Constitutionally and by precedent, the House of Representatives has the exclusive prerogative to originate bills to appropriate money, as well as to raise revenues. The president is constitutionally permitted to propose tax and spending measures or veto them. Congress has the authority to ignore the president’s proposals and override his vetoes…
Seeing as a president cannot spend one dime that Congress does not first appropriate, what meaning can we attach to statements such as “under Barack Obama, government spending has increased 21 percent” and “under Barack Obama, welfare spending has increased 54 percent”?
Williams makes an extraordinarily important point. There is misdirection doing on here and we are wise to make note of it.
By blaming Obama (or Bush or Reagan or…) for the spending that is bankrupting (has bankrupted?) the country, focus is directed away from the very folks who are responsible for it.
As Williams notes:
No matter how Obama’s presidency is viewed, if we buy into the notion that it’s he whose spending binge is crippling our nation through massive debt and deficits, we will naturally focus our attention on the White House. The fact of the matter is that Washington has been on a spending binge no matter who has occupied the White House…
Believing that presidents have taxing and spending powers leaves Congress less politically accountable for our deepening economic quagmire. Of course, if you’re a congressman, not being held accountable is what you want.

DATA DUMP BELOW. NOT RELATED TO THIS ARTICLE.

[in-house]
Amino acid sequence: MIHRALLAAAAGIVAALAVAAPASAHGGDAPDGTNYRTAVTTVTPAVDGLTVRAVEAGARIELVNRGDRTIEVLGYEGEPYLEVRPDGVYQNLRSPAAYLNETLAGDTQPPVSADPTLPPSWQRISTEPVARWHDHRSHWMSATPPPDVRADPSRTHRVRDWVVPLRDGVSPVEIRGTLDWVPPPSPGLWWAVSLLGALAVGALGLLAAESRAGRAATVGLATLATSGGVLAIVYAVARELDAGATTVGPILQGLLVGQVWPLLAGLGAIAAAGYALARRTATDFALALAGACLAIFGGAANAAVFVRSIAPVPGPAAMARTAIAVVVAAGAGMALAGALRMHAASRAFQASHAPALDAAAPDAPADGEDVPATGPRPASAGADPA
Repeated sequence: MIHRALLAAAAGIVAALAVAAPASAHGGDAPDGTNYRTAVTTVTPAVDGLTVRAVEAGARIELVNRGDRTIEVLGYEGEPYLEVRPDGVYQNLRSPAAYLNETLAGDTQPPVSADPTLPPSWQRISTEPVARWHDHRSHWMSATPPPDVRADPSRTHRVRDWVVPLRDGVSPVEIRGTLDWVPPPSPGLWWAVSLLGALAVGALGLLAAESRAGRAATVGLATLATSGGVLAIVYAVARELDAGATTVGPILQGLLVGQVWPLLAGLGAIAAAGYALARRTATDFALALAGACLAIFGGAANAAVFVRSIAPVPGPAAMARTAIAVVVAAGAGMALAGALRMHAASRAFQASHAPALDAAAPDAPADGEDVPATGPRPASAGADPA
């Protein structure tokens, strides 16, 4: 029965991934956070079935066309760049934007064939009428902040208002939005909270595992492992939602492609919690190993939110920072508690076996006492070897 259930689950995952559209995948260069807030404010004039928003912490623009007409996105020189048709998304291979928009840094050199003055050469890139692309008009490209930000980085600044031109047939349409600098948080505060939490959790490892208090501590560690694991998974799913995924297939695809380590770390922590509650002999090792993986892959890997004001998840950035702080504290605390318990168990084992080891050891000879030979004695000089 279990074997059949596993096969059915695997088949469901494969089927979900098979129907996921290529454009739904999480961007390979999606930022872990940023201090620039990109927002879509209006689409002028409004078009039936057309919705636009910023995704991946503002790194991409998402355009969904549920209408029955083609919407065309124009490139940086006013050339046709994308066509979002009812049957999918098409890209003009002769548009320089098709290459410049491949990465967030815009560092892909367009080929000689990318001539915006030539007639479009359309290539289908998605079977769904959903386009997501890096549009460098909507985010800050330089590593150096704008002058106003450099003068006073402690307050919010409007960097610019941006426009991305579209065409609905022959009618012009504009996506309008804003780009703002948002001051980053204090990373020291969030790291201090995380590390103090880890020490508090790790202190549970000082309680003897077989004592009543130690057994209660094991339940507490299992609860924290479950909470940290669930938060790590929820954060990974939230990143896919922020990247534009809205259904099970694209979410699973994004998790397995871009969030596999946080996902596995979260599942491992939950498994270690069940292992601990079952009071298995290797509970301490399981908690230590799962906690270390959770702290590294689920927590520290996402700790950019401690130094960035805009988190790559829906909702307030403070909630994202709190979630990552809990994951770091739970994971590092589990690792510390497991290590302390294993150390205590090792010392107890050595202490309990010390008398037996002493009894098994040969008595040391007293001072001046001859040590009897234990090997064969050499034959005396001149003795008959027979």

He makes an excellent point regarding Obamacare. That monstrosity is funded with the concurrence of the House. Accordingly, the House may also eliminate the funding. To rail against Obamacare while continuing to fund it is hypocrisy of the highest order. As Williams points out:
Most members of our Republican-controlled House of Representatives say they’re against Obamacare. If they really were, they surely would attach a legislative rider or some other legislative device to the Department of Health and Human Services‘ appropriation bill to ban spending any money on Obamacare; they have the power to.
But they don’t have the political courage to do so, and their lives are made easier by the pretense that it’s the president controlling the spending. And we fall for it.
Thank you, Mr. Williams, for the reminder.